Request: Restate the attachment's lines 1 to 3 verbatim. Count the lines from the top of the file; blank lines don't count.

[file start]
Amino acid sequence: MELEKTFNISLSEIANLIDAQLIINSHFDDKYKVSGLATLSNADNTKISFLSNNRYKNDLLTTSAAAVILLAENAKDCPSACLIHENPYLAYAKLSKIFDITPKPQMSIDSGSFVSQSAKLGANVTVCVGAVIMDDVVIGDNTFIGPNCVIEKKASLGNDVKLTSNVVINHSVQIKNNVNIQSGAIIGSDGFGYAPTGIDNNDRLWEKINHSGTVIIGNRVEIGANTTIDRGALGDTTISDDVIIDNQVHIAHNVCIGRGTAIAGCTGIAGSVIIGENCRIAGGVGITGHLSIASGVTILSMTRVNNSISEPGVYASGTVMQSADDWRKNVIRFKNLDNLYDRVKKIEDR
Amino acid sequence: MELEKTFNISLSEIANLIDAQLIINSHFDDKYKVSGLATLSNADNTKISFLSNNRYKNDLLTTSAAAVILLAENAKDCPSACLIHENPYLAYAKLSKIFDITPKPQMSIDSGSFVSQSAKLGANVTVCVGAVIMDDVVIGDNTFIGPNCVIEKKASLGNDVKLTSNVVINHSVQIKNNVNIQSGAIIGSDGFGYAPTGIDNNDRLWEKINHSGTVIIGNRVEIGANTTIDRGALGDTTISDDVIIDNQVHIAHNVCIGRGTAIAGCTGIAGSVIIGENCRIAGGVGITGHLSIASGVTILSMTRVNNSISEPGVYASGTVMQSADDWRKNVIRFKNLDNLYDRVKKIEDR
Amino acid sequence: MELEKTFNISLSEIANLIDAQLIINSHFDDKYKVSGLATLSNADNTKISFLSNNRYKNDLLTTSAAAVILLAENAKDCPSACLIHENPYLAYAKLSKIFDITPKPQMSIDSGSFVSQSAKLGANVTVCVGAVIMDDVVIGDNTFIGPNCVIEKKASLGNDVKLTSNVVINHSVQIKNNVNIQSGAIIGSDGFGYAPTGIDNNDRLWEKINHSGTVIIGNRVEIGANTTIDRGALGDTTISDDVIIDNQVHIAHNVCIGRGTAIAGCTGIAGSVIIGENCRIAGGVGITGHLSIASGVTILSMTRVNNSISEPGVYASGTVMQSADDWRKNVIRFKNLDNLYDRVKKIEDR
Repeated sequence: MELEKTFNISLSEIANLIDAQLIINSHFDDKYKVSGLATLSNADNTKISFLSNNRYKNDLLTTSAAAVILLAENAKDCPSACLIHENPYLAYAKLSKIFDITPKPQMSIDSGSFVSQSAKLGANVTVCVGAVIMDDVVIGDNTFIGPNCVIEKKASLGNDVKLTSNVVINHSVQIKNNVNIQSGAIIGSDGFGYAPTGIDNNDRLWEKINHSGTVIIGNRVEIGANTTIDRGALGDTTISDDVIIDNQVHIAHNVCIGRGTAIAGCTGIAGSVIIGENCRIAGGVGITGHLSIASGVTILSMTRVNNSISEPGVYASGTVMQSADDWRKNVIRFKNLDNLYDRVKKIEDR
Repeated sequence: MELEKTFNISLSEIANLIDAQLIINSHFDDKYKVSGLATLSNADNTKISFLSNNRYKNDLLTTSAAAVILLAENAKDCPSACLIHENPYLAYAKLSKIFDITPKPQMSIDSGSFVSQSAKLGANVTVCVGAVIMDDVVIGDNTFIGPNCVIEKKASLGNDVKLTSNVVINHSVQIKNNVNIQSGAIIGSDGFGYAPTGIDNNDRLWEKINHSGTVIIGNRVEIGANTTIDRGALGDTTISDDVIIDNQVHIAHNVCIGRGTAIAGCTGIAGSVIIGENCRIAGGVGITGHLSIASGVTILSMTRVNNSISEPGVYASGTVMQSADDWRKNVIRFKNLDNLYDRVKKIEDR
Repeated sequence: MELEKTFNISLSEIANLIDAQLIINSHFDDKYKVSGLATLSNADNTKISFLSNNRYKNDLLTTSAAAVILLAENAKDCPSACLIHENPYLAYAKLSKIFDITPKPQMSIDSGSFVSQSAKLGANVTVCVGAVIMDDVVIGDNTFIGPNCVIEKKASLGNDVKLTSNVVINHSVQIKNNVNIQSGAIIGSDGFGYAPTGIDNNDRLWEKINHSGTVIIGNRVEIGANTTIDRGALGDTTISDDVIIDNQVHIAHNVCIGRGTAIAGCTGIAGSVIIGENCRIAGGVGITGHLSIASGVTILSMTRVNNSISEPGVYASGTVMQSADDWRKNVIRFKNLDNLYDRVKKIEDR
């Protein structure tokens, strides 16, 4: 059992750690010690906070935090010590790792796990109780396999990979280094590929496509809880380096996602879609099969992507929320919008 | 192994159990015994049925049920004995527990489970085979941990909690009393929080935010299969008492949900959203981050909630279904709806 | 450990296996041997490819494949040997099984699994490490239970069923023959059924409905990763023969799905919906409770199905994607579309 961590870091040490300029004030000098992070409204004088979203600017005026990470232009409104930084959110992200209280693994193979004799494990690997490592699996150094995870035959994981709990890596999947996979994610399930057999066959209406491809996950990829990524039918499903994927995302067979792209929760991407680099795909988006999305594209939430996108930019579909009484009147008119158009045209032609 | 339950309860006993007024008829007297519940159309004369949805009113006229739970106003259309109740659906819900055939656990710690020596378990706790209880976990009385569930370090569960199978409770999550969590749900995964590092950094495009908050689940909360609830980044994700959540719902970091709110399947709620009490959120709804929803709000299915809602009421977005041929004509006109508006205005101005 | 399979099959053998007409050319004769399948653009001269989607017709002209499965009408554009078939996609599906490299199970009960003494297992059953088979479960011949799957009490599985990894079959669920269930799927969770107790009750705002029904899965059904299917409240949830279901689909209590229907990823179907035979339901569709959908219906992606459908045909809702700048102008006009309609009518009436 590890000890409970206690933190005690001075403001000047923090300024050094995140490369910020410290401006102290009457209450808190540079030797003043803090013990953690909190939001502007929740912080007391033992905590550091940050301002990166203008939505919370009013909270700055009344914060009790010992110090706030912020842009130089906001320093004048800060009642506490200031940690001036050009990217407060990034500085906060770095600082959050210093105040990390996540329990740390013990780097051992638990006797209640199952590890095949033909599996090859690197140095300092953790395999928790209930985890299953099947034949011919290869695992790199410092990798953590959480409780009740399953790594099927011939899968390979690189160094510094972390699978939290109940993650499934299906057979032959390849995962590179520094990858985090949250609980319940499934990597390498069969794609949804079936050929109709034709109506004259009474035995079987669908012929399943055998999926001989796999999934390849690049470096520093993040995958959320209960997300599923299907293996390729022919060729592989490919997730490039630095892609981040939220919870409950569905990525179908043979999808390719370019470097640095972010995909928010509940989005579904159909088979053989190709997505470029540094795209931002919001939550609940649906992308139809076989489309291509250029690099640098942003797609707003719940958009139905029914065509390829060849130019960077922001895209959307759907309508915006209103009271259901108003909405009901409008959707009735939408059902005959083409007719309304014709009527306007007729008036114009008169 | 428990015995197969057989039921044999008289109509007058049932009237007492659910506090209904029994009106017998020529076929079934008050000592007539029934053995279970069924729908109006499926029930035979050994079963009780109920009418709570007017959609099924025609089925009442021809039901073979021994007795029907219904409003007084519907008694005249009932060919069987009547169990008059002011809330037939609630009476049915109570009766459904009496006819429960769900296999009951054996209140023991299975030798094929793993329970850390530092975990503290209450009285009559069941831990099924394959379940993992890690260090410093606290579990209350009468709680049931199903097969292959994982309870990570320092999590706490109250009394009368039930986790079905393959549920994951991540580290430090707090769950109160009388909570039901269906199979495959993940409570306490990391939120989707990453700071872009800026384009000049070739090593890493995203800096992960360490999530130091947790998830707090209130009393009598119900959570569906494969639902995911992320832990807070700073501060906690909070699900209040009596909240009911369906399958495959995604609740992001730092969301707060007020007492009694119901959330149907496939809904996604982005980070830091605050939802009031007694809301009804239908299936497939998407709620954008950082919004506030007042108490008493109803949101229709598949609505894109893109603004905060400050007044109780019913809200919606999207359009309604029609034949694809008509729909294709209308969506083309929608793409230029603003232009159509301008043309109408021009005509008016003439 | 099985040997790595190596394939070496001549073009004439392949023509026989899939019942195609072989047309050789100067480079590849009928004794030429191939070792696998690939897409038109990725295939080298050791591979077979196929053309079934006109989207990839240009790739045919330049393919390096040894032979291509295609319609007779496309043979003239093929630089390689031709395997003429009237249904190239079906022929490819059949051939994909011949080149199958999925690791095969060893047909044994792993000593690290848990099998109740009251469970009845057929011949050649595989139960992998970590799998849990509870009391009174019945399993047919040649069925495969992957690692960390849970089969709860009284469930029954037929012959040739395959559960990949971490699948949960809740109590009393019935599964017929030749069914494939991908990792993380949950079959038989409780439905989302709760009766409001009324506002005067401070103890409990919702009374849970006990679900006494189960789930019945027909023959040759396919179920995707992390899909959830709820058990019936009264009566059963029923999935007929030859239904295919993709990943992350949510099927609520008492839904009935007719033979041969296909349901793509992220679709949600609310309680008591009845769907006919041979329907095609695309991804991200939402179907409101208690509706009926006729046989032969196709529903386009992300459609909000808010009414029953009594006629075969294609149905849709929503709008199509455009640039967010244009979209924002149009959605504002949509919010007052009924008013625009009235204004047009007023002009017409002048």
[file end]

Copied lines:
Amino acid sequence: MELEKTFNISLSEIANLIDAQLIINSHFDDKYKVSGLATLSNADNTKISFLSNNRYKNDLLTTSAAAVILLAENAKDCPSACLIHENPYLAYAKLSKIFDITPKPQMSIDSGSFVSQSAKLGANVTVCVGAVIMDDVVIGDNTFIGPNCVIEKKASLGNDVKLTSNVVINHSVQIKNNVNIQSGAIIGSDGFGYAPTGIDNNDRLWEKINHSGTVIIGNRVEIGANTTIDRGALGDTTISDDVIIDNQVHIAHNVCIGRGTAIAGCTGIAGSVIIGENCRIAGGVGITGHLSIASGVTILSMTRVNNSISEPGVYASGTVMQSADDWRKNVIRFKNLDNLYDRVKKIEDR
Amino acid sequence: MELEKTFNISLSEIANLIDAQLIINSHFDDKYKVSGLATLSNADNTKISFLSNNRYKNDLLTTSAAAVILLAENAKDCPSACLIHENPYLAYAKLSKIFDITPKPQMSIDSGSFVSQSAKLGANVTVCVGAVIMDDVVIGDNTFIGPNCVIEKKASLGNDVKLTSNVVINHSVQIKNNVNIQSGAIIGSDGFGYAPTGIDNNDRLWEKINHSGTVIIGNRVEIGANTTIDRGALGDTTISDDVIIDNQVHIAHNVCIGRGTAIAGCTGIAGSVIIGENCRIAGGVGITGHLSIASGVTILSMTRVNNSISEPGVYASGTVMQSADDWRKNVIRFKNLDNLYDRVKKIEDR
Amino acid sequence: MELEKTFNISLSEIANLIDAQLIINSHFDDKYKVSGLATLSNADNTKISFLSNNRYKNDLLTTSAAAVILLAENAKDCPSACLIHENPYLAYAKLSKIFDITPKPQMSIDSGSFVSQSAKLGANVTVCVGAVIMDDVVIGDNTFIGPNCVIEKKASLGNDVKLTSNVVINHSVQIKNNVNIQSGAIIGSDGFGYAPTGIDNNDRLWEKINHSGTVIIGNRVEIGANTTIDRGALGDTTISDDVIIDNQVHIAHNVCIGRGTAIAGCTGIAGSVIIGENCRIAGGVGITGHLSIASGVTILSMTRVNNSISEPGVYASGTVMQSADDWRKNVIRFKNLDNLYDRVKKIEDR